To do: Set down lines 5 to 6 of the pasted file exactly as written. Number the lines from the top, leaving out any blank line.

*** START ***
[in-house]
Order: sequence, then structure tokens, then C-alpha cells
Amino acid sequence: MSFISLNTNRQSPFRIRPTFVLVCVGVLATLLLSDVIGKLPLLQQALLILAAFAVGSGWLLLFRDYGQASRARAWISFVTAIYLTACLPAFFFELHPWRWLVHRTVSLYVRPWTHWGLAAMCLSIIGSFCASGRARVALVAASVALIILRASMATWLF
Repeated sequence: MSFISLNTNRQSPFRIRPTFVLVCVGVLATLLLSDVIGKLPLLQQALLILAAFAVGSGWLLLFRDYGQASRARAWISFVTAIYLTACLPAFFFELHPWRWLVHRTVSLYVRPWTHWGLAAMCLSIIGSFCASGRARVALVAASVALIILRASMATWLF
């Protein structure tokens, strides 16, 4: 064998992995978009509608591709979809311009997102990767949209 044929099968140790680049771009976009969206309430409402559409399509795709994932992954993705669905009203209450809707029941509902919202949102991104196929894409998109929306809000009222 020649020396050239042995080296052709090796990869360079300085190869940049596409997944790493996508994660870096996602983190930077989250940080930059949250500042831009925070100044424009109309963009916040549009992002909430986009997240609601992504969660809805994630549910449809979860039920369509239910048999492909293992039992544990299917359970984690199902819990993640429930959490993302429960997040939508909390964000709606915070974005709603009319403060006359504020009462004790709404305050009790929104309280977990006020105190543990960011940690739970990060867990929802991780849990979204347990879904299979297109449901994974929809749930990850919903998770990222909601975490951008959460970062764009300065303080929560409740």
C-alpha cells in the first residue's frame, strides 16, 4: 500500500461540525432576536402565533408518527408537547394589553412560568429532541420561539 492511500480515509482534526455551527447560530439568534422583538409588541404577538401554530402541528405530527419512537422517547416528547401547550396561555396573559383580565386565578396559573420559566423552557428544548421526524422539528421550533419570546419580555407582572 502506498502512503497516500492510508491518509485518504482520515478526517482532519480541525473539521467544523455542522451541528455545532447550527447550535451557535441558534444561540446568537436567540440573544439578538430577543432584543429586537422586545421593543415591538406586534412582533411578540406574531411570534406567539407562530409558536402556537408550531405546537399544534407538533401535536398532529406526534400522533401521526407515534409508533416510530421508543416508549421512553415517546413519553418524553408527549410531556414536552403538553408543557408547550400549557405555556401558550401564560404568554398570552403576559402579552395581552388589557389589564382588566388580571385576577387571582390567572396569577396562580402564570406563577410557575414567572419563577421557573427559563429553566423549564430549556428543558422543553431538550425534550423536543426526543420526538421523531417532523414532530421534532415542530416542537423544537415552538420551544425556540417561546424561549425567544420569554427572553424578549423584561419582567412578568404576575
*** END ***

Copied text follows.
């Protein structure tokens, strides 16, 4: 064998992995978009509608591709979809311009997102990767949209 044929099968140790680049771009976009969206309430409402559409399509795709994932992954993705669905009203209450809707029941509902919202949102991104196929894409998109929306809000009222 020649020396050239042995080296052709090796990869360079300085190869940049596409997944790493996508994660870096996602983190930077989250940080930059949250500042831009925070100044424009109309963009916040549009992002909430986009997240609601992504969660809805994630549910449809979860039920369509239910048999492909293992039992544990299917359970984690199902819990993640429930959490993302429960997040939508909390964000709606915070974005709603009319403060006359504020009462004790709404305050009790929104309280977990006020105190543990960011940690739970990060867990929802991780849990979204347990879904299979297109449901994974929809749930990850919903998770990222909601975490951008959460970062764009300065303080929560409740």
C-alpha cells in the first residue's frame, strides 16, 4: 500500500461540525432576536402565533408518527408537547394589553412560568429532541420561539 492511500480515509482534526455551527447560530439568534422583538409588541404577538401554530402541528405530527419512537422517547416528547401547550396561555396573559383580565386565578396559573420559566423552557428544548421526524422539528421550533419570546419580555407582572 502506498502512503497516500492510508491518509485518504482520515478526517482532519480541525473539521467544523455542522451541528455545532447550527447550535451557535441558534444561540446568537436567540440573544439578538430577543432584543429586537422586545421593543415591538406586534412582533411578540406574531411570534406567539407562530409558536402556537408550531405546537399544534407538533401535536398532529406526534400522533401521526407515534409508533416510530421508543416508549421512553415517546413519553418524553408527549410531556414536552403538553408543557408547550400549557405555556401558550401564560404568554398570552403576559402579552395581552388589557389589564382588566388580571385576577387571582390567572396569577396562580402564570406563577410557575414567572419563577421557573427559563429553566423549564430549556428543558422543553431538550425534550423536543426526543420526538421523531417532523414532530421534532415542530416542537423544537415552538420551544425556540417561546424561549425567544420569554427572553424578549423584561419582567412578568404576575